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Looking for reinforcement

Once we have formed an opinion, whether it was through indoctrination or investigation, our natural tendency is to look for supporting evidence and reject disagreeing evidence. We are always looking for reinforcement.
Why do we do this?
Why does the liberal read only liberal publications, while the conservative reads only conservative ones?
Why do atheists avoid reading "spiritual" literature, while religious people avoid reading skeptical or critical thinking literature?
Why do believers in supernatural or paranormal events always believe reports of these events, while skeptics always disbelieve? Each without knowing the facts?
Why do we find it so uncomfortable to read or discuss opposing viewpoints?
Why do we tend to form friendships mainly with people who mostly agree with us?
Why do nations do the same thing as individuals? Why don't governments employ critical thinkers instead of political ideologues?
Why can't a conservative be in favor of a woman's right to have an abortion? Why can't a liberal be opposed?
Why do we apply labels to everyone, including ourselves, and feel the need to stay in our assigned categories?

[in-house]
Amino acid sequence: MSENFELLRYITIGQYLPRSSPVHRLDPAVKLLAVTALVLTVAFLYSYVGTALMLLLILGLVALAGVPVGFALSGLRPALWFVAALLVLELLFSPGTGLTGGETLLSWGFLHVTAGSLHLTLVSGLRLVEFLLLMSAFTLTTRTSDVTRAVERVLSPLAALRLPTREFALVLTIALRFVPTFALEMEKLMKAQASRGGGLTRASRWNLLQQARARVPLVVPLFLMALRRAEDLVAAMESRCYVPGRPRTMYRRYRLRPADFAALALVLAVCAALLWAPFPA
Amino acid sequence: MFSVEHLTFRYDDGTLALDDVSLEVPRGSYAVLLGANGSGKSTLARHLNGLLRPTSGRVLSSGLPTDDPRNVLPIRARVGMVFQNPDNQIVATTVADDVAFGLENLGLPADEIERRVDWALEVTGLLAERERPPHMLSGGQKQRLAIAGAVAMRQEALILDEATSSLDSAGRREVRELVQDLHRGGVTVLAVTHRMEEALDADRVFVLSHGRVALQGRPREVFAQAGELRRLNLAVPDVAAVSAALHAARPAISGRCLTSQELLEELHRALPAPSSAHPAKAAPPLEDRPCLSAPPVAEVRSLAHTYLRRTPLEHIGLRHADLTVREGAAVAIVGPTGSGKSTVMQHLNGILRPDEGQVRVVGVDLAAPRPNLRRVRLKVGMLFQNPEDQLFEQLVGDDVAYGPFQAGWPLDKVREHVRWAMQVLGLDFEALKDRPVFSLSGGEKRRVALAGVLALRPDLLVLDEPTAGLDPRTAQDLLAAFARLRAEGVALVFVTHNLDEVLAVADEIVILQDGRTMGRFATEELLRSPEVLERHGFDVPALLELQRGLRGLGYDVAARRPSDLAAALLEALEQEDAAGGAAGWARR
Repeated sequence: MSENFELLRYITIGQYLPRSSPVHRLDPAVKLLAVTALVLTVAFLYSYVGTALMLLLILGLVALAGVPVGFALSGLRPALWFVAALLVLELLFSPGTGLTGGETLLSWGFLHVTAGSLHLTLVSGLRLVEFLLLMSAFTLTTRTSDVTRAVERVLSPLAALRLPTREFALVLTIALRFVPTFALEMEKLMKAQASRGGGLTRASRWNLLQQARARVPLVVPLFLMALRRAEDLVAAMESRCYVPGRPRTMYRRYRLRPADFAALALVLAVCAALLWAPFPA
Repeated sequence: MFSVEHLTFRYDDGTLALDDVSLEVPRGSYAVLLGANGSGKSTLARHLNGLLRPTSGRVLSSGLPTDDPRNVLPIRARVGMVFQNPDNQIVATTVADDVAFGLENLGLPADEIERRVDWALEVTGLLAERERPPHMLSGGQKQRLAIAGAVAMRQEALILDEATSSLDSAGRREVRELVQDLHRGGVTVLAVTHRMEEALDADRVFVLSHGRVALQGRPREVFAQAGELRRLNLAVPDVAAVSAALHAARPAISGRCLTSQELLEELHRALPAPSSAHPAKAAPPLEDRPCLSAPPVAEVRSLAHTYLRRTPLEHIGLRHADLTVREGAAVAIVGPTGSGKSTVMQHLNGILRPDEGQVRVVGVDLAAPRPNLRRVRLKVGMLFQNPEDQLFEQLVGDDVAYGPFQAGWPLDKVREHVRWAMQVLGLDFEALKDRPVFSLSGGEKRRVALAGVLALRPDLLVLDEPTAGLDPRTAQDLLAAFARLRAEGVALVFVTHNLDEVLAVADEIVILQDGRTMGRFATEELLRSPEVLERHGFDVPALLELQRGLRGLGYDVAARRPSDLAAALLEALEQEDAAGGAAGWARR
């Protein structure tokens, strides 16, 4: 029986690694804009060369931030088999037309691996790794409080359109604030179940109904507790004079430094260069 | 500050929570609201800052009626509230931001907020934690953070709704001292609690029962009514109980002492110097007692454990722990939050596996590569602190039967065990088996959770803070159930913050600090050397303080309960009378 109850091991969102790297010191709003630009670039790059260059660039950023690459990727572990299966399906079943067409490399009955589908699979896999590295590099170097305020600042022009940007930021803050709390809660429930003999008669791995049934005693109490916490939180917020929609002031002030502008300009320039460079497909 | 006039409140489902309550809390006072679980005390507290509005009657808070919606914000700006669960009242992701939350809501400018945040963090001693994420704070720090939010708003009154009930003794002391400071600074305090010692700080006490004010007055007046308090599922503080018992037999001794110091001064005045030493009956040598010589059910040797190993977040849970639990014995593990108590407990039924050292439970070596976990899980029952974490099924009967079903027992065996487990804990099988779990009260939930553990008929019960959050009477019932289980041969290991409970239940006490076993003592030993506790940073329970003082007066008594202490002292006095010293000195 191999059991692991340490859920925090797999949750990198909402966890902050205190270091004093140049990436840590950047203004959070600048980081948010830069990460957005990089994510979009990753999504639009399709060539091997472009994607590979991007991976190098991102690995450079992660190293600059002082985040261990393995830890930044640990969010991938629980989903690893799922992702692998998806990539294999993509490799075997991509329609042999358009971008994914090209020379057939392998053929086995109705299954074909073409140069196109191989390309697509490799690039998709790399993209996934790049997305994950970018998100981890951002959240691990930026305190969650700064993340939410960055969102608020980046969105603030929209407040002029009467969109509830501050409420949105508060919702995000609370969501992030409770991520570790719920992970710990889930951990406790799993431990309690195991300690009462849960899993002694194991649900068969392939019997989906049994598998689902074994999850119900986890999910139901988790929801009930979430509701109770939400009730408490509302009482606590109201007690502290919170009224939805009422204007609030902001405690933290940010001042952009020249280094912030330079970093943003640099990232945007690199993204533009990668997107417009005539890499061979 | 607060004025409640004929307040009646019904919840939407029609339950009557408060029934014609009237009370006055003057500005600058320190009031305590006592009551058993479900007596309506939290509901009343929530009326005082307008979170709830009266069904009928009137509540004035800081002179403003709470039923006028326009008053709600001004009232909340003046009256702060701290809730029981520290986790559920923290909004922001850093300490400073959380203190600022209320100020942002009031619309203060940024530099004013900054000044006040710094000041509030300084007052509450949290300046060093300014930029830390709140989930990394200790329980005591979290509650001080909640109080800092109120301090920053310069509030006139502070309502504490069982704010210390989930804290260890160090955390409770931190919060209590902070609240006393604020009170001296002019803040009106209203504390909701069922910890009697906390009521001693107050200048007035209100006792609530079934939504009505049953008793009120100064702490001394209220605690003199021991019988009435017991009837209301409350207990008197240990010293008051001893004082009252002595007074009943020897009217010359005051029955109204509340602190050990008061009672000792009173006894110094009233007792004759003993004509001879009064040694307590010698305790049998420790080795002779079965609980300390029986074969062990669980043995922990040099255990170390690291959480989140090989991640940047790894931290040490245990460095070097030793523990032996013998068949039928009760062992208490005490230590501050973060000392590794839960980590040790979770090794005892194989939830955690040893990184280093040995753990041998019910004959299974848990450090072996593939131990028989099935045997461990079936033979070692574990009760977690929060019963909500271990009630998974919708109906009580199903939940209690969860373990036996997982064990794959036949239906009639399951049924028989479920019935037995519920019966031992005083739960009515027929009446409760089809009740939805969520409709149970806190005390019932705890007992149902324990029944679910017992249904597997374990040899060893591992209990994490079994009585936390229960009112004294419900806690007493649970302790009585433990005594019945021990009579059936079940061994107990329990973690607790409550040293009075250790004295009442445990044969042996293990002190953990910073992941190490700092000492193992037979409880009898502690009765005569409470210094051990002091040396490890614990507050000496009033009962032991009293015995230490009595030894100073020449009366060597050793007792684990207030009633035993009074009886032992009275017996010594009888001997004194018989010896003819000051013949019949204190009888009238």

Why do we judge others as intelligent or ignorant, based on whether or not they agree with us?
Why are we so down on the ignorant, by the way? Aren't we all ignorant? I find that the more I learn, the more ignorant I feel, because I see the vast body of knowledge out there that is more than I could possibly hope to learn in my lifetime.
It seems that our self-identity is tied up with our beliefs, and any challenge to our beliefs is perceived as an attack, and we feel compelled to defend ourselves. We start to dislike the person who challenges our point of view, and avoid discussions with him or her.

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FOR IMMEDIATE RELEASE
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Contact: Marshall Wittmann


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